Illustrated FURNITURE Glossary

Woods Used in Furniture

Ash

Bird's eye maple

Boxwood

Cherry

Ebony

Fur

Magnolia

Maple

Mahogany

Oak

Pearwood

Plum

Poplar

Purpleheart

Rosewood

Satinwood

Sycamore

Walnut

See also: Veneer

Furniture Styles and Woods Used

Pilgrim Style: 17th century

Primary woods: oak; sometimes maple or hickory for turned parts.

Secondary woods: pine, ash, maple, hickory, or others.

William and Mary Style: 1690-1725

Primary woods: walnut or maple.

Secondary woods: pine or others.

Queen Anne Style: 1725-1750

Primary woods: walnut; also maple, cherry, or, later, mahogany

Secondary woods maple, pine, ash, cedar, beech, tulip, or others

Chippendale Style: 1750-1780

Primary woods: mahogany; sometimes walnut, maple, or cherry

Secondary woods: maple, pine, ash, cedar, beech, tulip, or others

Federal Style: 1780-1820

Primary woods: mahogany; satinwood or other contrastingveneers.

Secondary woods: pine or others.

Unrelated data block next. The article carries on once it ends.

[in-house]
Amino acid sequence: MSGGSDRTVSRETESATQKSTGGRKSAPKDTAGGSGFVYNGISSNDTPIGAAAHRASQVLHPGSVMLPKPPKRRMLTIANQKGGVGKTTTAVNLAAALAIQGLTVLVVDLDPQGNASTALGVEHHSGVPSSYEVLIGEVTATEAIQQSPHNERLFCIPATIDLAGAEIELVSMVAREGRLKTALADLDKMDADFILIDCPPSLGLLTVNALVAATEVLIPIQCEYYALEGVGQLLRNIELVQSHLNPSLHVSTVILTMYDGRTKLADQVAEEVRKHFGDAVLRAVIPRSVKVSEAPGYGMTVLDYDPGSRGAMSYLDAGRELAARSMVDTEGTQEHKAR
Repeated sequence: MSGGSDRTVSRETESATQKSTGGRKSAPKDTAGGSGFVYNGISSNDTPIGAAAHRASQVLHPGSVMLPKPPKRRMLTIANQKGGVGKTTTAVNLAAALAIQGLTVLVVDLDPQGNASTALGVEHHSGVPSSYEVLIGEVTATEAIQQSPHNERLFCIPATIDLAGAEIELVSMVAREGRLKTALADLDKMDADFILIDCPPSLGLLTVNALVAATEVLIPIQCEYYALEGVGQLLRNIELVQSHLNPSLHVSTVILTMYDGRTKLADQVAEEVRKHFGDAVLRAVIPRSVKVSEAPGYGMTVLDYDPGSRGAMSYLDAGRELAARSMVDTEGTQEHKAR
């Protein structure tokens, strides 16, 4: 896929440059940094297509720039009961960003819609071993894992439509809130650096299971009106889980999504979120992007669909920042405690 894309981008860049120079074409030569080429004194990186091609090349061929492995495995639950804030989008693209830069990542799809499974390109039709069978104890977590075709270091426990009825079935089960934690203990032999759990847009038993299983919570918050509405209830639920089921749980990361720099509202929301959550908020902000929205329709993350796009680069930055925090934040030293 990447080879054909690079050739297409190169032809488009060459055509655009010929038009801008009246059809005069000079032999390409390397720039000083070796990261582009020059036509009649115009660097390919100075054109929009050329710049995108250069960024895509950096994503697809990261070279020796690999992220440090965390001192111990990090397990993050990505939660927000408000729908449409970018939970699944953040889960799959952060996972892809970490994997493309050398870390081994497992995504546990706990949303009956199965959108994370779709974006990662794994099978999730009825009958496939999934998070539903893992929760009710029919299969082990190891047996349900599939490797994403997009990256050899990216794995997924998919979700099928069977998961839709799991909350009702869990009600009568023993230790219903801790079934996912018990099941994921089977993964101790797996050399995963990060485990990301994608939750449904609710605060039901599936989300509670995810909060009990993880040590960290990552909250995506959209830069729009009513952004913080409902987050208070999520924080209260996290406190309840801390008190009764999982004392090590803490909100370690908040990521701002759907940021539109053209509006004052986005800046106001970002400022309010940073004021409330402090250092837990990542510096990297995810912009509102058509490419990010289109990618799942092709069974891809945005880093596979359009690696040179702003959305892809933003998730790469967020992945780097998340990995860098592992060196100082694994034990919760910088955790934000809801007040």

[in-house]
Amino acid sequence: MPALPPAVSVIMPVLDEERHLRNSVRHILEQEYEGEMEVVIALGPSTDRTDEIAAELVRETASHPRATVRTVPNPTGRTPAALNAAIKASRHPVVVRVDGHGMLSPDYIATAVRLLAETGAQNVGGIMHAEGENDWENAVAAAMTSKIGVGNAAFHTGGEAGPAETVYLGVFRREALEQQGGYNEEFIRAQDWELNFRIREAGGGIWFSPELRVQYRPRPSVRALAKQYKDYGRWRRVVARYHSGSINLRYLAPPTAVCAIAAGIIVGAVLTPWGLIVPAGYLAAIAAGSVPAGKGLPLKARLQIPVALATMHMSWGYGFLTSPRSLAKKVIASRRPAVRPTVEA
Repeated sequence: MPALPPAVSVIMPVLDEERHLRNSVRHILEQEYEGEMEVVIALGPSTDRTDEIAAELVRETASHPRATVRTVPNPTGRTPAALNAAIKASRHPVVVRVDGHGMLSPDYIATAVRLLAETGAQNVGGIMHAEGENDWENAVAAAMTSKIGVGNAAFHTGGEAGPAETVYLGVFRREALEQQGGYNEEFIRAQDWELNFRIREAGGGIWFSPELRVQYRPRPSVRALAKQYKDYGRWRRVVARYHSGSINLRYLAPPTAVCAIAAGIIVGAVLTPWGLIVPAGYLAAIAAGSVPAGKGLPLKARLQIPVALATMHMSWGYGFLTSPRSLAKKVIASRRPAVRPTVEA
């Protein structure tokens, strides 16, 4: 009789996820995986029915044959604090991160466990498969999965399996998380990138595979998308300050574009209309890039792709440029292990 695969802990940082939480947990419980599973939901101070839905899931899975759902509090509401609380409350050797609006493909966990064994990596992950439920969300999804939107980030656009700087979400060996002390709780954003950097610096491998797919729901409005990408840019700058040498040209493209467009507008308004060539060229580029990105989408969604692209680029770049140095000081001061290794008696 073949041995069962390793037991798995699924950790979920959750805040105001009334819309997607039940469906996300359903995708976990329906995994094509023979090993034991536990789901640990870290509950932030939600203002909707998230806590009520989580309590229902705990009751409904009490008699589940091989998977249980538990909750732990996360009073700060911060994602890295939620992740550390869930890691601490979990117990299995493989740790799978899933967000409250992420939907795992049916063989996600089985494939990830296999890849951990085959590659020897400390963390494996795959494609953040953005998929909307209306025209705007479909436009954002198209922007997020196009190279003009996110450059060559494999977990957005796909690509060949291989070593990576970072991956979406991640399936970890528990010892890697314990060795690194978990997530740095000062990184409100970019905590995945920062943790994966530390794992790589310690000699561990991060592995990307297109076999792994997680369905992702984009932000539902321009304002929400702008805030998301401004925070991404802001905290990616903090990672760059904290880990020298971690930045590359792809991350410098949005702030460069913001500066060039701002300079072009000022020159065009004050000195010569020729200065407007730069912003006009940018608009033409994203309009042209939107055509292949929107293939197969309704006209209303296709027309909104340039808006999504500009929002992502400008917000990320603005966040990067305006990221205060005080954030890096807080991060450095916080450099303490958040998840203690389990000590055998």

Empire Style: 1815-1840

Primary woods: rosewood or mahogany; also handsomely grained maple; pine, birch, or other local woods for countrypieces.

Secondary wood: beginning in the Empire period, pine became almost standard.

Country and Shaker Styles: 1690-1900

Woods: pine, maple, or various local fruitwoods or softwoods.

Windsor Style: 1730-1830

Woods: several used for each piece, typically pine and maple withhickory, ash, or birch.

Gothic Revival Style: 1840-1880

Woods: walnut; also mahogany, rosewood, cherry, or oak.

Rococo Revival Style: 1840-70

Woods: mahogany or rosewood; also walnut for lower-priced pieces.

Renaissance Revival Style: 1850-1880

Woods: walnut; also ash or pine for less expensive pieces.

Eastlake Style: 1870-1890

Woods: oak, walnut, cherry, or maple.

Colonial Revival Style: 1890-1925

Woods: oak; or traditional high-style woods such as mahogany and walnut.

Art Nouveau Style: 1895-1910

Woods: oak for mass-produced pieces; mahogany, rosewood, maple, or exotic woods such as amboyna for elegant examples.

Mission / Arts and Crafts Styles: 1900-1925

Wood: oak.

Art Deco Style: 1925-1945

Materials: Pine or maple for less expensive lacquered or painted pieces; mahogany, walnut, or more exotic woods for finer examples. Sometimes metal or glass.

See also:



Page by Chuck LaChiusa
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